[Question] Where to store the CSRF state token when performing OAuth login?

Hey all,

I am following the code in this article where in order to login with GitHub, a handleGitHubLogin handler is used for the Oauth request and handleGitHubCallback handler for the callback.

In this example, the oauthStateString state token is stored as a global value in the program. Even if the program creates a new random state token on restart, is it safe to use the same state token for all github logins as long as the server is running?

I thought that it might be better if handleGitHubLogin creates the state token per request but then my question is, how will handleGitHubCallback be able to check if the state token is the same as the one returned from GitHub?

Thank you

iirc using a global CSRF token kinda defeats the purpose, so you probably don’t want to do that.

I believe the simplest way to do this would be to generate a CSRF token for that user, then store it in a cookie/session that only your application can access. Do this before redirecting the user to the Github login page, and then when the user is redirected to your site with the CSRF token you can check to see if it is the same one you stored in the user’s cookie before sending them off to the github login page.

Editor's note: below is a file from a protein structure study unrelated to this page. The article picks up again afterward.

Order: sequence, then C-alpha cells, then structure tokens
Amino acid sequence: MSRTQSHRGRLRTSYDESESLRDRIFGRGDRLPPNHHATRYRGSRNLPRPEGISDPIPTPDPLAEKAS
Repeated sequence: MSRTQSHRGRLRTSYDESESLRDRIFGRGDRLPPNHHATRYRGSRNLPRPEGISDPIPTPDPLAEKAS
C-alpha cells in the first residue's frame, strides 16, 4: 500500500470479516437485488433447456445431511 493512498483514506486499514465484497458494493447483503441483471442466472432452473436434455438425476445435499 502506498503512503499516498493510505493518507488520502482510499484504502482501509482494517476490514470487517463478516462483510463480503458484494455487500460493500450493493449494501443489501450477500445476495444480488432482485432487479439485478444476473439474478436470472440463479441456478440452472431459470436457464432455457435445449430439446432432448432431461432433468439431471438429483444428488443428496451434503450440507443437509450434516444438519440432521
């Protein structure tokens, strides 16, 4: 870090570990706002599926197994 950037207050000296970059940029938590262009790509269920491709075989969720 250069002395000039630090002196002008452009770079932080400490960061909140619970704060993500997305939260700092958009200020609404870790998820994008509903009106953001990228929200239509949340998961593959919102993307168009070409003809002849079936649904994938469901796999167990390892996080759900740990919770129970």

Hey thanks for your reply!

I was suggested by another thread that I need to also implement a way to prevent replay attacks. I’ve made a simple thread safe in memory map that keeps the token upon creation and deletes it when it gets received in the callback so it can only be used once. Do you think that suffices?

I would also like to ask how safe it is to store the token in a cookie. Currently I am using HTTPS, and cookie that has the Secure and HttpOnly flags on with 2 minutes of expiration. Do you think those measures are enough or should I encrypt the cookie too?

Thanks again!

Those sound like enough. I don’t know exactly how much safety the single-use aspect adds, but it shouldn’t hurt to implement it. You just may need to clean out unused tokens every so often.

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